WCRI Study Shows Hospital Outpatient Costs Higher in States without Fee Schedules

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As legislators slash state budgets due to rising healthcare costs, a recent study, Hospital Outpatient Cost Index for Workers’ Compensation, by the Workers Compensation Research Institute (WCRI) provides policymakers and other stakeholders with a tool to identify and better understand hospital costs.

Hospital Outpatient/Ambulatory Surgical Center Cost Index  For Common Surgeries, 2009

Hospital Outpatient/Ambulatory Surgical Center Cost Index For Common Surgeries, 2009

Rising hospital costs have been a concern and focus of recent policy debates in many states. To manage this growth, WCRI has created a tool to compare hospital outpatient costs across states, identify key cost drivers, and measure the impact of reforms.

As legislators slash state budgets due to rising healthcare costs, a recent study, Hospital Outpatient Cost Index for Workers’ Compensation, by the Workers Compensation Research Institute (WCRI) provides policymakers and other stakeholders with a tool to identify and better understand hospital costs.

“Rising hospital costs have been a concern and focus of recent policy debates in many states. To manage this growth, WCRI has created a tool to help public policymakers and business decision makers compare hospital outpatient costs across states, identify key cost drivers, and measure the impact of reforms,” said Dr. Richard Victor, Executive Director of WCRI.

One of the most significant findings from the study shows states without fee schedules have higher hospital outpatient/Ambulatory Surgical Center (ASC) costs for common surgeries compared to states with fee schedules. The costs in states without fee schedules were 27 percent to 73 percent higher than the median of the study states with fee schedules.

In addition, states with fee schedule regulations that were based on a percentage-of-charges had higher costs compared to states with other types of fee schedules, such as per-procedure based or ambulatory payment classification (APC) based fee schedules, with the exception of Illinois.

The study also noted that after fee schedule changes, growth in hospital outpatient/ASC costs resumed at faster rates in states with fee schedule regulations that were based on a percentage-of-charges. An example of this is California and Florida who both enacted fee schedule reforms around the same time, but the APC-based fee schedule in California constrained cost growth more than the percent-of-charge-based fee schedules in Florida.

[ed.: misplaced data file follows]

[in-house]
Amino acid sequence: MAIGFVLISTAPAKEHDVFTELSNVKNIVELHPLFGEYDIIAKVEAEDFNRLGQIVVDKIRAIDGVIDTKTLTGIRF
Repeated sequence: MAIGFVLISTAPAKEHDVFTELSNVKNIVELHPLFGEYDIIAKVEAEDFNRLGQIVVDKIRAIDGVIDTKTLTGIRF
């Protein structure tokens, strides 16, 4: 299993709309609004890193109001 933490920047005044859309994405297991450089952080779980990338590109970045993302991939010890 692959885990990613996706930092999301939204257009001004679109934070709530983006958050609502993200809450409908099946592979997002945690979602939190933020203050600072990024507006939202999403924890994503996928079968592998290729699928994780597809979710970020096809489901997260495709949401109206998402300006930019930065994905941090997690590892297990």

Significant variations in hospital outpatient/ASC costs were also found across states. Compared with the 17 state median, the average hospital outpatient/ASC cost per surgical episode in Massachusetts -- the state with the lowest costs -- was 60 percent lower than the median study state, while the average cost in Illinois -- the state with the highest costs -- was 45 percent higher, as of 2009.

WCRI’s study measures hospital outpatient/ASC costs actually paid over a seven year period from 2003 to 2009. It focuses on services that are associated with the most common surgeries performed in workers’ compensation cases since surgery-related costs make up approximately 60 to 70 percent of all outpatient costs.

The states included in the study, which represent 60 percent of the workers’ compensation benefits paid in the United States, include: California, Florida, Illinois, Indiana, Iowa, Louisiana, Maryland, Massachusetts, Michigan, Minnesota, New Jersey, North Carolina, Pennsylvania, Tennessee, Texas, Virginia and Wisconsin.

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ABOUT WCRI:
The Workers Compensation Research Institute (WCRI) is an independent, not-for-profit research organization based in Cambridge, MA. Since 1983, WCRI has been a leader in providing high-quality, objective information about public policy issues involving workers' compensation systems. For more information, visit: http://www.wcrinet.org

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Andrew Kenneally
Workers Compensation Research Institute
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